The 2017 Nissan GT-R is a bad car, for bad people. It’s a hooligan ride, for hooligan drivers, good for nothing but scaring the neighbors, driving up insurance rates and attracting the attention of the CHP.
But it’s so much fun to drive!
Nissan has been building a version of the GT-R since the late 1960s, when it first offered a Japan-only Nissan Skyline GT-R. The current model has been available in the U.S. since 2008.
With every passing year, these brutes get bigger and badder. The 2010 featured a V-6 engine that made 523 horsepower and 451 pound-feet of torque. The 2017 version, a 3.8-liter V-6, produces 565 horsepower and 467 pound-feet of torque.
Everything about the GT-R screams “track day,” from the bright red start button (which looks like something you’d use to initiate ignition on a rocket ship) to the race seats (which are actually comfortable for long-distance driving) to the engine sound (which seems more suited to a jet fighter than a street-legal automobile).
The GT-R is said to get from zero to 60 miles per hour in 3.2 seconds, on its way to a top speed of 195 miles per hour.
Although I did not test those numbers and do not drive that fast, I believe it. Around town, up the Angeles Crest and on the freeway, I found the GT-R’s acceleration quite exhilarating. The slight turbo lag resulting from a quick stomp on the pedal is made up for by the neck-snapping jolt that follows. Zero to 60 is abrupt, and 60 to 100 seemed to happen pretty quickly too.
The six-speed transmission, through all-wheel-drive, felt very tractable for such an aggressive, rear-engine monster. The GT-R never felt in danger of losing its grip.
But even in optional “comfort” mode, the suspension is stiff, perhaps perfect for Willow Springs but not ideal for, say, Sunset Boulevard.
It’s meant to be a daily driver and for some people will be. The climate control system is very efficient — quiet and powerfully cooling even on a scorching day. The sound system is good too, as is the Bluetooth phone pairing.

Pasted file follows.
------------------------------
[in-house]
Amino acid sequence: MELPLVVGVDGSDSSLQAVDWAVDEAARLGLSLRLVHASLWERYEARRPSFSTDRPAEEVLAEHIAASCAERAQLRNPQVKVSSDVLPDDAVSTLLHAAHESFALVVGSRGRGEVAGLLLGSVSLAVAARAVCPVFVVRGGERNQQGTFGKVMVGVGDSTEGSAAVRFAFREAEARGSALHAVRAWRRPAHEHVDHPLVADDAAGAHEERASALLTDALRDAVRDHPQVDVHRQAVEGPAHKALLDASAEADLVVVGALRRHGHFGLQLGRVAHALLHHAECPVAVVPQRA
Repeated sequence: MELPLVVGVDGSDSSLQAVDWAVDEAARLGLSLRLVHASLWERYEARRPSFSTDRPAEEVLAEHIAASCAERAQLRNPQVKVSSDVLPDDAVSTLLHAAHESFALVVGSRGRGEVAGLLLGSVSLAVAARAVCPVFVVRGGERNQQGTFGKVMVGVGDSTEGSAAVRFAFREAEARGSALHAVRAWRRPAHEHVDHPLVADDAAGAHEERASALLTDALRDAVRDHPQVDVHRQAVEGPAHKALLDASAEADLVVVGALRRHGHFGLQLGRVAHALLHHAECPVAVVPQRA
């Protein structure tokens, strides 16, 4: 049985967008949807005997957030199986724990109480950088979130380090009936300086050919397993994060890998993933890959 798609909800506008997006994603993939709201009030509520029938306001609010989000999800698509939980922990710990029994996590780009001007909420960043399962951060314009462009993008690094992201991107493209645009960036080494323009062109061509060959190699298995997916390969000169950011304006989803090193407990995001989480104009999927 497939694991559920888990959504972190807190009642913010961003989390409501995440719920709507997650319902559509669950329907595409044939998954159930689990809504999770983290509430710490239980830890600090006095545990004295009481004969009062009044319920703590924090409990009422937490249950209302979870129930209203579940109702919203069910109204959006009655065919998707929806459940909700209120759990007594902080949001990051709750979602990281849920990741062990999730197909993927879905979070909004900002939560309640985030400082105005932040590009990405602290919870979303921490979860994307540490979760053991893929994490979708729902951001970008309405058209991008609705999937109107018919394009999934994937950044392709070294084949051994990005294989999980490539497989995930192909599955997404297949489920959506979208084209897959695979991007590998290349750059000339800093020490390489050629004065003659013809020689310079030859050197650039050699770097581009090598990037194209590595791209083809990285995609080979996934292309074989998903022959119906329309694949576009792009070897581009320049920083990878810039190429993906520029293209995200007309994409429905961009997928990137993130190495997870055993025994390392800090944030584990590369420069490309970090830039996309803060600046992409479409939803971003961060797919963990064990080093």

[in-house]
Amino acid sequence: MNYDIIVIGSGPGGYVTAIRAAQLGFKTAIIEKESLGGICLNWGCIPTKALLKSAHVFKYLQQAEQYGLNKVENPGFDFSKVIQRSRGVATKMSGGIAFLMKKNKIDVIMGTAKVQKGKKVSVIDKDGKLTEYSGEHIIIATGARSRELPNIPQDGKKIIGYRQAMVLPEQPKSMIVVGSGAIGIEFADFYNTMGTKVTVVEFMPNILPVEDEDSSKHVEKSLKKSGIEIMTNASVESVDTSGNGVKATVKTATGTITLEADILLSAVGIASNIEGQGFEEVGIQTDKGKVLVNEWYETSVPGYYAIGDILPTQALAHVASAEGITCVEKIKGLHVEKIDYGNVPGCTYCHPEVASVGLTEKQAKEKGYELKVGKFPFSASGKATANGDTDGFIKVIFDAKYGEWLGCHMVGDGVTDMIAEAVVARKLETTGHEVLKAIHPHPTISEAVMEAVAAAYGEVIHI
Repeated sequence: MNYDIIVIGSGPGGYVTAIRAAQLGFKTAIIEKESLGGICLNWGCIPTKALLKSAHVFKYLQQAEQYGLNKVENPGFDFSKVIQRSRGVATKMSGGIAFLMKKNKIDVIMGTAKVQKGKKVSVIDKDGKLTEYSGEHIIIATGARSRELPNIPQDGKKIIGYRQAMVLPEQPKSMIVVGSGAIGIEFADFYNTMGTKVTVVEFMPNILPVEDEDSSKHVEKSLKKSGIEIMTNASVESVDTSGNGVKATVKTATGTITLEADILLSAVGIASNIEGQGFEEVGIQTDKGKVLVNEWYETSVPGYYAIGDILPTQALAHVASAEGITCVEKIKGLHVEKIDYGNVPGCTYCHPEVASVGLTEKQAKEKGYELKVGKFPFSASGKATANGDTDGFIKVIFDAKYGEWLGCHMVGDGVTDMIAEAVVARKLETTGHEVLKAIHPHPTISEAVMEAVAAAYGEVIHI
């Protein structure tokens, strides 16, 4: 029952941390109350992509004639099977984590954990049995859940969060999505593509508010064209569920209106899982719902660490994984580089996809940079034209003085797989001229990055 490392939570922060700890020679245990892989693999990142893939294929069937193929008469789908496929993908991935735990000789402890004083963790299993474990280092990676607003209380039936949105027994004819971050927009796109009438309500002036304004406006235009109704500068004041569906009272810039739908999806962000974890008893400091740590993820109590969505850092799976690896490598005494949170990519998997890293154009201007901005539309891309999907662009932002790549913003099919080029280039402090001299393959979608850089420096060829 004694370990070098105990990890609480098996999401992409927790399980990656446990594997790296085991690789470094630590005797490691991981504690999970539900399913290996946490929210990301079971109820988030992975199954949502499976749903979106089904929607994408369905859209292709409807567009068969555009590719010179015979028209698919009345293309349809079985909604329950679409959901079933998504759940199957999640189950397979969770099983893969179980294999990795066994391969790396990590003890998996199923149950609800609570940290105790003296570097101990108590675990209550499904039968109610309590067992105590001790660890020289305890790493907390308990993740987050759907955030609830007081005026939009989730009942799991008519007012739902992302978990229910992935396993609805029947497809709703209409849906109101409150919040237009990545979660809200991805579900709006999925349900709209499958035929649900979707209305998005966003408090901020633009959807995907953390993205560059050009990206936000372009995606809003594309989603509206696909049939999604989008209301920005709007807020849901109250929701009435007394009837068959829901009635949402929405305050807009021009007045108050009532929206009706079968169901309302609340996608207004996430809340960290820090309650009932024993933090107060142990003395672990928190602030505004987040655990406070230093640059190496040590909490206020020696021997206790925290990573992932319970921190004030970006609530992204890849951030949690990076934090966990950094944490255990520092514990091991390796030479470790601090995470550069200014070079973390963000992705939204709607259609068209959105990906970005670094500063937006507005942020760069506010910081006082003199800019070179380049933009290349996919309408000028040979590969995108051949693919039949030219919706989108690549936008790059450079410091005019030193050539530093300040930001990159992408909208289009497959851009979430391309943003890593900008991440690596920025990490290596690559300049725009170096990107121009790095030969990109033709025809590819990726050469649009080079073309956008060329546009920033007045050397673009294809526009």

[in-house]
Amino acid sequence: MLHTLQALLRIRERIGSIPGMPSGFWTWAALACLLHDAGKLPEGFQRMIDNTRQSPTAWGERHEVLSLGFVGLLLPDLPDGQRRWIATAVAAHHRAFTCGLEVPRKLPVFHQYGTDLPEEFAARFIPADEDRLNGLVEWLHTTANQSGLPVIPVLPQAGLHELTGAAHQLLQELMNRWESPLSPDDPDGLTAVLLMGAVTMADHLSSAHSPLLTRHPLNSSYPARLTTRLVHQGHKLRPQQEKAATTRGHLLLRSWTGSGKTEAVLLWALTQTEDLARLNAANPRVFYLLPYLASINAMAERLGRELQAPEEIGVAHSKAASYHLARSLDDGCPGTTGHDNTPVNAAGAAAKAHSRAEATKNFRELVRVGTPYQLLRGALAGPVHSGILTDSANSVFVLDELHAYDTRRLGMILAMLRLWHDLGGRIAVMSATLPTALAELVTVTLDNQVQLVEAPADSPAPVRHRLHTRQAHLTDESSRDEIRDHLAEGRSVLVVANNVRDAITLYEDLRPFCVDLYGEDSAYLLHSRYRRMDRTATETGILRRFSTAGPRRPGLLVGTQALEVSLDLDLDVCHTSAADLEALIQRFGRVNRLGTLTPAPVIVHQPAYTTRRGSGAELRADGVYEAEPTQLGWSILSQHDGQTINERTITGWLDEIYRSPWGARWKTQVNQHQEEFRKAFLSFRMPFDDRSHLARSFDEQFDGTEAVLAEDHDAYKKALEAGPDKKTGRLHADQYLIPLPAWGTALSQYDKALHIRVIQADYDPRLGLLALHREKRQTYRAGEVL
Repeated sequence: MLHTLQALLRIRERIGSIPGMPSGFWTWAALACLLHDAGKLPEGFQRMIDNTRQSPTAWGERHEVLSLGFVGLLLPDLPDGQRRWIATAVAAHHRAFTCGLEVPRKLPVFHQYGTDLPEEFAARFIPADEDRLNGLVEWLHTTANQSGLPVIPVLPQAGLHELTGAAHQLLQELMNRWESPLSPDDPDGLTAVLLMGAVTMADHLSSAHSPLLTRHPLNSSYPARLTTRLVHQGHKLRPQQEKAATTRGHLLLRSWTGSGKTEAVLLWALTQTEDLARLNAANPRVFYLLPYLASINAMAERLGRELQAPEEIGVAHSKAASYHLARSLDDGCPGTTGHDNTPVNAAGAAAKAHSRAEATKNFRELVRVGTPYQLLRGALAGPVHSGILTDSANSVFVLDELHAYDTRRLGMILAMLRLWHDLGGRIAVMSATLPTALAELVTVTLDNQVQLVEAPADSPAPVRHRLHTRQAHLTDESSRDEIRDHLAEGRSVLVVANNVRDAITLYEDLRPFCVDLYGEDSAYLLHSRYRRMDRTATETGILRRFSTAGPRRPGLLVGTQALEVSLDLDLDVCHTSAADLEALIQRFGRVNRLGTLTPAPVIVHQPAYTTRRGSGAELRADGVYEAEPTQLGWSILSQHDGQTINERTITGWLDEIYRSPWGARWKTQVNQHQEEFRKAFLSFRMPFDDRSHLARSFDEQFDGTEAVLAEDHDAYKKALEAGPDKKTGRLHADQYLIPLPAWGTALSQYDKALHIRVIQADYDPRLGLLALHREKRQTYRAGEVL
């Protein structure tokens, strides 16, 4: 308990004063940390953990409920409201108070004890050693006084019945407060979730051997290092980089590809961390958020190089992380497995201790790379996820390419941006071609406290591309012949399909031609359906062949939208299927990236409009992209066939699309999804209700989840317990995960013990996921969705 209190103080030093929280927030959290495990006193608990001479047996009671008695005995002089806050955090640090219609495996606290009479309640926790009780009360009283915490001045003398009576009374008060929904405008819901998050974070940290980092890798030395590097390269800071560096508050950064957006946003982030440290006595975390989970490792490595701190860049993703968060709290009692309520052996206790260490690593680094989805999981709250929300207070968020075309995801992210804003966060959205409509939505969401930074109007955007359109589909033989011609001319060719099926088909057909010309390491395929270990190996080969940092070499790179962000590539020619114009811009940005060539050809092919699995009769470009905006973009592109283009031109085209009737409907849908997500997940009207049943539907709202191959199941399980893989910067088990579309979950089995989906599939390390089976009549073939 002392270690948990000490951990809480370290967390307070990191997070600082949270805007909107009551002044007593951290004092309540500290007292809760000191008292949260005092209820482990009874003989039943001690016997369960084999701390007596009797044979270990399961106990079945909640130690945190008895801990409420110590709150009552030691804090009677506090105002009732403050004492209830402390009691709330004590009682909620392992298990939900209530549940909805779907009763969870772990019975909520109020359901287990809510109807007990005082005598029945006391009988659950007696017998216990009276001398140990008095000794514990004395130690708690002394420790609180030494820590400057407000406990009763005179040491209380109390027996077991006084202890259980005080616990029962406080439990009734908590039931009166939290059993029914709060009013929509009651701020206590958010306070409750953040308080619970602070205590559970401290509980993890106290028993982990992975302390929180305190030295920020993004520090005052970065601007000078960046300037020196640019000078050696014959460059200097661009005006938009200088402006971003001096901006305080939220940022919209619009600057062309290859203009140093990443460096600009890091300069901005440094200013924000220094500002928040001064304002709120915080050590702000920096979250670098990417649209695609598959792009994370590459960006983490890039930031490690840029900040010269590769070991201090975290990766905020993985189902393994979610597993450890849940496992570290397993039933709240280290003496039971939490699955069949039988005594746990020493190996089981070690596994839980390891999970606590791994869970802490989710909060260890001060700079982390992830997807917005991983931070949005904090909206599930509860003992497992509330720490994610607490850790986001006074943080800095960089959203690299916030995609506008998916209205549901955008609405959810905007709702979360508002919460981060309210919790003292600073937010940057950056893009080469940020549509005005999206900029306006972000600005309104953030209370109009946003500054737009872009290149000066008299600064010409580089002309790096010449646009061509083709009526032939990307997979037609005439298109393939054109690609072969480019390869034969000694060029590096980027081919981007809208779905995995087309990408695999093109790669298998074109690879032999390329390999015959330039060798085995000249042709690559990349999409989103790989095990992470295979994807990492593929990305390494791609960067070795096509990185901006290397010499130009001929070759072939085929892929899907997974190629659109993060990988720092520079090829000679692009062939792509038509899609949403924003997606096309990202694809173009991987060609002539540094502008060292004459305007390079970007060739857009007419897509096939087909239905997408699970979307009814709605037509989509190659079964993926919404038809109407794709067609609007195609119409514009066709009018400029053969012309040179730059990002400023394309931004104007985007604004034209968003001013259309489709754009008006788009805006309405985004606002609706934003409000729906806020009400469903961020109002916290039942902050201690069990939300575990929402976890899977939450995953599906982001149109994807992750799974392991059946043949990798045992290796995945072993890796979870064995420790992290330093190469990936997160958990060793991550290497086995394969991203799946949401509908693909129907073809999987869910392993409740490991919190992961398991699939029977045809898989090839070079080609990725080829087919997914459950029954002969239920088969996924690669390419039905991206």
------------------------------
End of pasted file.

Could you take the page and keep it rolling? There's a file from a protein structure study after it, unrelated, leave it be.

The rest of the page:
But this is a race car, not a coffee shop or a phone booth. So enjoying that sound system, or using the telephone, may be difficult to do over the roar of the engine — quite intoxicating but likely to interrupt communication and inhibit conversation with your passenger, even if the passenger is capable of speaking, given the way you’re probably driving this beast.
On the L.A. streets, enthusiasts knew at once they were looking at the 2017 version, which features a new front grille, hood, spoiler and bumper. On the inside, they noted the shift paddles are now mounted on the steering wheel.
The trunk design suggests Nissan believes people will be using the GT-R for more than drag racing. The big trunk has room for your golf clubs and even your caddie, or a couple of suitcases.
I don’t know anyone who owns a GT-R, but I’ve met several people who would like to.
What would they be cross-shopping, if they were serious about that? Given the specs, the GT-R is competitive with the fastest cars made by Porsche, BMW, Audi and Ferrari. On various tracks, in varying tests, GT-Rs have matched or even beaten 911s, R8s, M3s and 599s. They’ve gone up against Corvette Z06s and come out on top.
They’re priced accordingly too. The Premium version has a starting MSRP of $111,585 for a model that comes standard with heated, adjustable, leather seats; Bose sound system; 8-inch color navigation display; and front and rear parking sensors.
If that’s not enough, you are free to spend $176,585 for the “Nismo” version of the GT-R. That one features a 600-horsepower engine and is even more of a hooligan.
2017 Nissan GT-R Premium
Times’ take: A bad-mannered hooligan hot rod
Highs: Way too much fun to drive
Lows: Liable to raise blood pressure, insurance rates
Vehicle type: Two-door, four-passenger sedan
Base price: $111,585
Price as tested: $112,585
Powertrain: 3.8-liter, twin-turbo, 6-cylinder engine
Transmission: 6-speed automatic
Torque: 467 pound-feet
EPA fuel economy rating: 16 miles per gallon city / 22 mpg highway / 18 mpg combined
Article by: Charles Fleming – LA Times 10/28/16
Original Article: www.LAtimes.com